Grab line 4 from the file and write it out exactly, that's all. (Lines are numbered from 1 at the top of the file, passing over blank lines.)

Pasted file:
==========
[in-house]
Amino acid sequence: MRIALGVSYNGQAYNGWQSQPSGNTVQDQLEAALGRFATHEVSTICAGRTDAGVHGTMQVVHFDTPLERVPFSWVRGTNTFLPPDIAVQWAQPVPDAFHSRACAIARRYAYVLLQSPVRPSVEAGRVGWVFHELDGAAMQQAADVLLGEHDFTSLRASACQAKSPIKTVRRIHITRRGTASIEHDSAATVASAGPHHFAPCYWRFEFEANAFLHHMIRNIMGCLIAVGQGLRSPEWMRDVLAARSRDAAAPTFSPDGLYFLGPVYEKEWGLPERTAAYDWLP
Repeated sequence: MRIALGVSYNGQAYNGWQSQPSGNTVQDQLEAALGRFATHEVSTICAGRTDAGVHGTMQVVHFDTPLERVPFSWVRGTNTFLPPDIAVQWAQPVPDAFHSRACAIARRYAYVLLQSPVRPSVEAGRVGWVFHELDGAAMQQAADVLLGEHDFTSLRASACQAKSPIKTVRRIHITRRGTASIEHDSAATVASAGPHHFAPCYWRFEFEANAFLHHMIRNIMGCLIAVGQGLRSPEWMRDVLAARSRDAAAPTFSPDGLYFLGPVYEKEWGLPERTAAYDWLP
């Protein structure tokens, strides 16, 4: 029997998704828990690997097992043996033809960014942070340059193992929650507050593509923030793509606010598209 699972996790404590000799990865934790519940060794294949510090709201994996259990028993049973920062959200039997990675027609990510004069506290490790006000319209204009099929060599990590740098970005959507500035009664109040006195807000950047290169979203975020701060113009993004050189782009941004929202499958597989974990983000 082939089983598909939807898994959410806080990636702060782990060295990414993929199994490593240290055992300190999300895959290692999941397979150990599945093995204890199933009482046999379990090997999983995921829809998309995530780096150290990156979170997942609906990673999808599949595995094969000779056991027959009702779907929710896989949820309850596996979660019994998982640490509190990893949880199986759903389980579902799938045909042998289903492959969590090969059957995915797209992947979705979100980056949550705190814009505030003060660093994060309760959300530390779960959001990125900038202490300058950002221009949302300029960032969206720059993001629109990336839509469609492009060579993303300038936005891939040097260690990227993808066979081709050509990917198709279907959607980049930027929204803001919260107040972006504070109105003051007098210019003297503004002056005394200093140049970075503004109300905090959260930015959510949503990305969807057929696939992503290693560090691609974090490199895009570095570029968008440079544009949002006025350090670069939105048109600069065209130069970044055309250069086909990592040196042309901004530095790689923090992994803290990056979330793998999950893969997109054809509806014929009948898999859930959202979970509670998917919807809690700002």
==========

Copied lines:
């Protein structure tokens, strides 16, 4: 029997998704828990690997097992043996033809960014942070340059193992929650507050593509923030793509606010598209 699972996790404590000799990865934790519940060794294949510090709201994996259990028993049973920062959200039997990675027609990510004069506290490790006000319209204009099929060599990590740098970005959507500035009664109040006195807000950047290169979203975020701060113009993004050189782009941004929202499958597989974990983000 082939089983598909939807898994959410806080990636702060782990060295990414993929199994490593240290055992300190999300895959290692999941397979150990599945093995204890199933009482046999379990090997999983995921829809998309995530780096150290990156979170997942609906990673999808599949595995094969000779056991027959009702779907929710896989949820309850596996979660019994998982640490509190990893949880199986759903389980579902799938045909042998289903492959969590090969059957995915797209992947979705979100980056949550705190814009505030003060660093994060309760959300530390779960959001990125900038202490300058950002221009949302300029960032969206720059993001629109990336839509469609492009060579993303300038936005891939040097260690990227993808066979081709050509990917198709279907959607980049930027929204803001919260107040972006504070109105003051007098210019003297503004002056005394200093140049970075503004109300905090959260930015959510949503990305969807057929696939992503290693560090691609974090490199895009570095570029968008440079544009949002006025350090670069939105048109600069065209130069970044055309250069086909990592040196042309901004530095790689923090992994803290990056979330793998999950893969997109054809509806014929009948898999859930959202979970509670998917919807809690700002």